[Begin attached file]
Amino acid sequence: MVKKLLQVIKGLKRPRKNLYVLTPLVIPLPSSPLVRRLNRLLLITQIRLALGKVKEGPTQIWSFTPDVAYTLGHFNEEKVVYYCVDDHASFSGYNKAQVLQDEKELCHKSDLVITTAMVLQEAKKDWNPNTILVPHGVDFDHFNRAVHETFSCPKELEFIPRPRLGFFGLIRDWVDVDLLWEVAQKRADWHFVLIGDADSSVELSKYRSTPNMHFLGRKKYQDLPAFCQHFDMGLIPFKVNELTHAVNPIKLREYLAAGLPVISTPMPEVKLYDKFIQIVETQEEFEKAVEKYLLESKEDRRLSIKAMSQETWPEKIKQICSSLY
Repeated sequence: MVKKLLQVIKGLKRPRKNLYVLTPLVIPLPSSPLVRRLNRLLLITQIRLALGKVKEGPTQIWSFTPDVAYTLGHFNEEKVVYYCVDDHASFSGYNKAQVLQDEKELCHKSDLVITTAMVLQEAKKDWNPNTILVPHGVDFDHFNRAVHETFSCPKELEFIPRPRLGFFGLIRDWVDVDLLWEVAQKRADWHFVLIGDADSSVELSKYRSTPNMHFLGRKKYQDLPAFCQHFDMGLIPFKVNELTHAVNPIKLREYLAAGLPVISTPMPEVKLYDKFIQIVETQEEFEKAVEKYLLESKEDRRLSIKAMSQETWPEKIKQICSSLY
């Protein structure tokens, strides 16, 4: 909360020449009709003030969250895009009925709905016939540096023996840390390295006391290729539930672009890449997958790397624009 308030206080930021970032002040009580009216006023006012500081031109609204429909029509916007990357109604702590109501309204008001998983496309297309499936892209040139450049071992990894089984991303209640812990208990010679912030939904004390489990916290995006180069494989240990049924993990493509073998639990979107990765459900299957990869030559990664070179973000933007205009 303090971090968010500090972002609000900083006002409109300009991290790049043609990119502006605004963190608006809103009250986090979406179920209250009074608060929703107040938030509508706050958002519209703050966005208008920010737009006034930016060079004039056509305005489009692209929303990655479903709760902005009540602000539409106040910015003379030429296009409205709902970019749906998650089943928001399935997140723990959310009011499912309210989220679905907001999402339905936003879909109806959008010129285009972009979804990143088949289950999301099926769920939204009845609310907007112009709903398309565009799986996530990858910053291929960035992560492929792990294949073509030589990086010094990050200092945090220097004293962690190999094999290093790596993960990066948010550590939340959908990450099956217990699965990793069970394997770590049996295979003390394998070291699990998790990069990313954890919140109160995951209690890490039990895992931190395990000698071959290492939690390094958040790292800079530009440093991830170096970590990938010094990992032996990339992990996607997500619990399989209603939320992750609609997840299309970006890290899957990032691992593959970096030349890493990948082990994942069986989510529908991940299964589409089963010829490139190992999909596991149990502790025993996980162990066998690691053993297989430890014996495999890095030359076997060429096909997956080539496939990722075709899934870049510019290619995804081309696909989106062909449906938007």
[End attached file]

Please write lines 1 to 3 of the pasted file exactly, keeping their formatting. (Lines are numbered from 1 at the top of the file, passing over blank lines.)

Amino acid sequence: MVKKLLQVIKGLKRPRKNLYVLTPLVIPLPSSPLVRRLNRLLLITQIRLALGKVKEGPTQIWSFTPDVAYTLGHFNEEKVVYYCVDDHASFSGYNKAQVLQDEKELCHKSDLVITTAMVLQEAKKDWNPNTILVPHGVDFDHFNRAVHETFSCPKELEFIPRPRLGFFGLIRDWVDVDLLWEVAQKRADWHFVLIGDADSSVELSKYRSTPNMHFLGRKKYQDLPAFCQHFDMGLIPFKVNELTHAVNPIKLREYLAAGLPVISTPMPEVKLYDKFIQIVETQEEFEKAVEKYLLESKEDRRLSIKAMSQETWPEKIKQICSSLY
Repeated sequence: MVKKLLQVIKGLKRPRKNLYVLTPLVIPLPSSPLVRRLNRLLLITQIRLALGKVKEGPTQIWSFTPDVAYTLGHFNEEKVVYYCVDDHASFSGYNKAQVLQDEKELCHKSDLVITTAMVLQEAKKDWNPNTILVPHGVDFDHFNRAVHETFSCPKELEFIPRPRLGFFGLIRDWVDVDLLWEVAQKRADWHFVLIGDADSSVELSKYRSTPNMHFLGRKKYQDLPAFCQHFDMGLIPFKVNELTHAVNPIKLREYLAAGLPVISTPMPEVKLYDKFIQIVETQEEFEKAVEKYLLESKEDRRLSIKAMSQETWPEKIKQICSSLY
């Protein structure tokens, strides 16, 4: 909360020449009709003030969250895009009925709905016939540096023996840390390295006391290729539930672009890449997958790397624009 308030206080930021970032002040009580009216006023006012500081031109609204429909029509916007990357109604702590109501309204008001998983496309297309499936892209040139450049071992990894089984991303209640812990208990010679912030939904004390489990916290995006180069494989240990049924993990493509073998639990979107990765459900299957990869030559990664070179973000933007205009 303090971090968010500090972002609000900083006002409109300009991290790049043609990119502006605004963190608006809103009250986090979406179920209250009074608060929703107040938030509508706050958002519209703050966005208008920010737009006034930016060079004039056509305005489009692209929303990655479903709760902005009540602000539409106040910015003379030429296009409205709902970019749906998650089943928001399935997140723990959310009011499912309210989220679905907001999402339905936003879909109806959008010129285009972009979804990143088949289950999301099926769920939204009845609310907007112009709903398309565009799986996530990858910053291929960035992560492929792990294949073509030589990086010094990050200092945090220097004293962690190999094999290093790596993960990066948010550590939340959908990450099956217990699965990793069970394997770590049996295979003390394998070291699990998790990069990313954890919140109160995951209690890490039990895992931190395990000698071959290492939690390094958040790292800079530009440093991830170096970590990938010094990992032996990339992990996607997500619990399989209603939320992750609609997840299309970006890290899957990032691992593959970096030349890493990948082990994942069986989510529908991940299964589409089963010829490139190992999909596991149990502790025993996980162990066998690691053993297989430890014996495999890095030359076997060429096909997956080539496939990722075709899934870049510019290619995804081309696909989106062909449906938007």